Categories
Legal ethics

Tennessee Topic Today

There is an old saying about how when your only tool is a hammer, then you treat everything as a nail. I’m not getting the vernacular 100% correct, but you get the gist. That is the introduction for this post today because, as a lawyer who makes a living representing other lawyers (and obviously needs […]

Categories
Legal ethics

Just a sh***y lawyer practicing past his “sell-by” date

We here at this blog try not to write about things just for clicks or that revolve around stuff that simply every regular lawyer would know not to do. But the world demands exceptions sometimes, so here I am today addressing a story that popped up right before Turkey Day and that might help suppress […]

Categories
Legal ethics

New York Disbarment Speedrun

Now to get the obvious first question out of the way: “speedrun” is a term that gamers use to refer to tackling a video game in a manner where the goal is to try to just complete the whole thing as quickly as possible rather than worrying about high scores. If you want to do […]

Categories
Legal ethics

Examples #2,145 and 2,146 of the scope of the problem.

Having just scratched long unscratched itches of topics over which dust has gathered last week, let’s resume talking about more recent topics. Specifically, a topic that is going to need to continue to be bellowed about until we can get it fixed: the flaws in RPC 5.5. Thankfully, we have two further recent situations — […]

Categories
Legal ethics

Louisiana remains a legal embarrassment.

There are a lot of dumpster fire situations going on these days that have direct or indirect relationships to legal ethics. Frankly, there are too many to make it easy to decide which ones to think it makes sense to spend time writing about here. There is the seemingly evergreen issue of Donald Trump continually […]

Categories
Legal ethics

You get a censure, you get a censure, everybody gets a censure!?

This is a post that will largely only speak to other lawyers who handled the defense of disciplinary matters. It is also a post that admittedly will — based on limited available information both broadly and narrowly — lack appropriate insight at a granular level. What it is intended to do, however, is point out […]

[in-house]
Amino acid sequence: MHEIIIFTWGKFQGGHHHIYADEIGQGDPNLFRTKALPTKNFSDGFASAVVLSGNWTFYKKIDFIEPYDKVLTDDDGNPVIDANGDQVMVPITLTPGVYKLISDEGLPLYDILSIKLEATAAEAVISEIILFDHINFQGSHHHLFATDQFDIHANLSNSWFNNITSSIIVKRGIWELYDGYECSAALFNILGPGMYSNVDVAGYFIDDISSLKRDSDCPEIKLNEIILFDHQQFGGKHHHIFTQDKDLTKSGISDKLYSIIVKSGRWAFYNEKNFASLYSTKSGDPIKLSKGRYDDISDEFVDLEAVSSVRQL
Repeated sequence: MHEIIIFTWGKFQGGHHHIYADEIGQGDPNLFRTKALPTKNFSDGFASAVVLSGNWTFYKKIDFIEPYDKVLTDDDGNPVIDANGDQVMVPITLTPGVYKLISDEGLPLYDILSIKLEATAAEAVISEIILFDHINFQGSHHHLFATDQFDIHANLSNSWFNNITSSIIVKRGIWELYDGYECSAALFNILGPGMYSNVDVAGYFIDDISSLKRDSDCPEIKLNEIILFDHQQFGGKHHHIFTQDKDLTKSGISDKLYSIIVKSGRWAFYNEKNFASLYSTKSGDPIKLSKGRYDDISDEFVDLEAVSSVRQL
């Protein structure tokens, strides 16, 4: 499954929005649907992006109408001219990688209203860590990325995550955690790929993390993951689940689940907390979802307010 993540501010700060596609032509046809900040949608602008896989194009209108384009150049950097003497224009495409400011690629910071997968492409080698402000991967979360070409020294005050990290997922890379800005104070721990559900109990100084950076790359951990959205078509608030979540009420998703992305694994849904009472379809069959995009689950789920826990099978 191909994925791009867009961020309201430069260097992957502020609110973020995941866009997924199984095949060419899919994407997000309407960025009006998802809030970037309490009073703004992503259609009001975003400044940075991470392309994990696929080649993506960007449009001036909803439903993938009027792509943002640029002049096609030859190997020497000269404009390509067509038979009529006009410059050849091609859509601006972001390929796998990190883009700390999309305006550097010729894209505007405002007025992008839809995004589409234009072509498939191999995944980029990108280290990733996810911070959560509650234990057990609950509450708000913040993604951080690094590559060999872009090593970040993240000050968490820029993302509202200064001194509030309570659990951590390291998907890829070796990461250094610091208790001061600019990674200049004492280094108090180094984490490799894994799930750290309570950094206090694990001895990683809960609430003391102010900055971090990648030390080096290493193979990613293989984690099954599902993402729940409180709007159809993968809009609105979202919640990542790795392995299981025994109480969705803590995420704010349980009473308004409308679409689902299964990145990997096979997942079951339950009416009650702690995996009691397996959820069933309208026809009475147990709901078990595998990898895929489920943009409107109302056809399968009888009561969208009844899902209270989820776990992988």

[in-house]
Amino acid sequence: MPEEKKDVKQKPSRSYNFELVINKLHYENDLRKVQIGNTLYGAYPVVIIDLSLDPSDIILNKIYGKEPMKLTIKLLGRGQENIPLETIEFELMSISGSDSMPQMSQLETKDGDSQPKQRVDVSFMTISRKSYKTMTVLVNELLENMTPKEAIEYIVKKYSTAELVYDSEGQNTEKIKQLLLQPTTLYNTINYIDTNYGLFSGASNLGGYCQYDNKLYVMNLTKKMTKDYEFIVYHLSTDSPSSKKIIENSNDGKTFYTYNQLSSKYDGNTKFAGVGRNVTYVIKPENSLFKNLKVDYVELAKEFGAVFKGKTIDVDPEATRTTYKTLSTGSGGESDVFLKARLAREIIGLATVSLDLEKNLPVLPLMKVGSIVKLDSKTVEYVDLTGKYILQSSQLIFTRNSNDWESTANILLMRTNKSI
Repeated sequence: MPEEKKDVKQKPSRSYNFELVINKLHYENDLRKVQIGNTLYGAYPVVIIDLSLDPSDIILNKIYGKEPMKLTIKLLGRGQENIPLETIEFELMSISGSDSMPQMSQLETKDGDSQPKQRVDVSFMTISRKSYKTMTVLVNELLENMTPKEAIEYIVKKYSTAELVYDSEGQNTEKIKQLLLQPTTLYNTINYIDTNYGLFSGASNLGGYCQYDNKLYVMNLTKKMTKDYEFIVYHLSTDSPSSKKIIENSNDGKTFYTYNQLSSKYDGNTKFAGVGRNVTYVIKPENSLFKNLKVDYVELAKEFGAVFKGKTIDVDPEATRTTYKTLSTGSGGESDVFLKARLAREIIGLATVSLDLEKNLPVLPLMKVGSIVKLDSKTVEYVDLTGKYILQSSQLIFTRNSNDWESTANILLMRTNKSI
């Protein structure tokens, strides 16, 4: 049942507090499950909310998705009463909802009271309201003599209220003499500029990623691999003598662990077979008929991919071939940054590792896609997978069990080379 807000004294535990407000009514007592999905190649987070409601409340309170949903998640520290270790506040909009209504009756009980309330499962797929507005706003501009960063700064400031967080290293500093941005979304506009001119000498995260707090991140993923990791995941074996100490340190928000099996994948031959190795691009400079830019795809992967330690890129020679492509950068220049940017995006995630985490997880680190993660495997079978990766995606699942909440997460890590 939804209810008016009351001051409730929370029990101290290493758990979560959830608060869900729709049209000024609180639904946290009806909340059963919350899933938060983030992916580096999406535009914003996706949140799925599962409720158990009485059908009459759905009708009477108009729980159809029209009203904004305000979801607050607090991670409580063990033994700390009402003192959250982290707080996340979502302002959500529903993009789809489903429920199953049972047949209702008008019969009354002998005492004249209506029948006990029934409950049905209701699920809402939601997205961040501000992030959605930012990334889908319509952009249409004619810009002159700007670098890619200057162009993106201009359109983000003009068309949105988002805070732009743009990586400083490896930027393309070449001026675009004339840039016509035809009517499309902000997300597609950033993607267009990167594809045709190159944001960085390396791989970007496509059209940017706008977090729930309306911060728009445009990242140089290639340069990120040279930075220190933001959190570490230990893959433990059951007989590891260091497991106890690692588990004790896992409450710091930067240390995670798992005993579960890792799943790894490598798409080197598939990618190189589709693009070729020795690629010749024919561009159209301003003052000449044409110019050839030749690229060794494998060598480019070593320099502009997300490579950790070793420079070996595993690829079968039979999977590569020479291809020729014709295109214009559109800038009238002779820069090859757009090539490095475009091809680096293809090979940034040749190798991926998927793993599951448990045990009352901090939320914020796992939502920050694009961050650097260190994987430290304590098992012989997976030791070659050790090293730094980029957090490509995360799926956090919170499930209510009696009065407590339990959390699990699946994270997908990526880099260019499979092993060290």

Categories
Legal ethics

New case offers rare glimpse into the black box of the Board of Law Examiners.

I fairly regularly represent people in proceedings in front of the Board of Law Examiners, and as a result, I have a bit of a running list of “grievances” with aspects of how that body conducts itself. At times where I have matters pending before it, it becomes difficult to spend too much capital speaking […]

Categories
Legal ethics

Rare but not unprecedented.

So, apologies all around. For those seeking out new content from me, I apologize for the brief hiatus. For those who hoped I’d stop at 500 posts, I apologize because for not stopping. For the first of what I hope will be at least another 500, let’s talk about a recent disbarment action that involves […]

Categories
Legal ethics

Things You Stone Kolb Can’t Do.

So, today’s post involves an ongoing (recently initiated in fact) disciplinary matter. Accordingly, the details available are based entirely on the one-sided positions set out in the disciplinary complaint. The ABA Journal has run a story about it, but once again, it first got on my radar screen because of discussion over at The Legal […]

Categories
Legal ethics

Some different COVID news.

It is safe to say, at this point, that most of the United States, and particularly southern states such as mine, are treating the pandemic as being over. Whether it actually is or is not remains to be seen. If it is over, its lasting effects will certainly live on. This post isn’t exactly about […]